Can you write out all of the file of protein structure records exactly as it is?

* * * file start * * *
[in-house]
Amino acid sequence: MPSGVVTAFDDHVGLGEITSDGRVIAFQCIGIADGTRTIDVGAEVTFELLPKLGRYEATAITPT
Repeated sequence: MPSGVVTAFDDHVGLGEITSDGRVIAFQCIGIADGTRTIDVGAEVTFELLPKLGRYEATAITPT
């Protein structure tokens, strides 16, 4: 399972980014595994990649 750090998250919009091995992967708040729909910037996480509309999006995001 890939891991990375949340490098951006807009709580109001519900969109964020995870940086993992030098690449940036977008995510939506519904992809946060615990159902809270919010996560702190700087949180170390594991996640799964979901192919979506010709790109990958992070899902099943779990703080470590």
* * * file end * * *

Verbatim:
[in-house]
Amino acid sequence: MPSGVVTAFDDHVGLGEITSDGRVIAFQCIGIADGTRTIDVGAEVTFELLPKLGRYEATAITPT
Repeated sequence: MPSGVVTAFDDHVGLGEITSDGRVIAFQCIGIADGTRTIDVGAEVTFELLPKLGRYEATAITPT
């Protein structure tokens, strides 16, 4: 399972980014595994990649 750090998250919009091995992967708040729909910037996480509309999006995001 890939891991990375949340490098951006807009709580109001519900969109964020995870940086993992030098690449940036977008995510939506519904992809946060615990159902809270919010996560702190700087949180170390594991996640799964979901192919979506010709790109990958992070899902099943779990703080470590």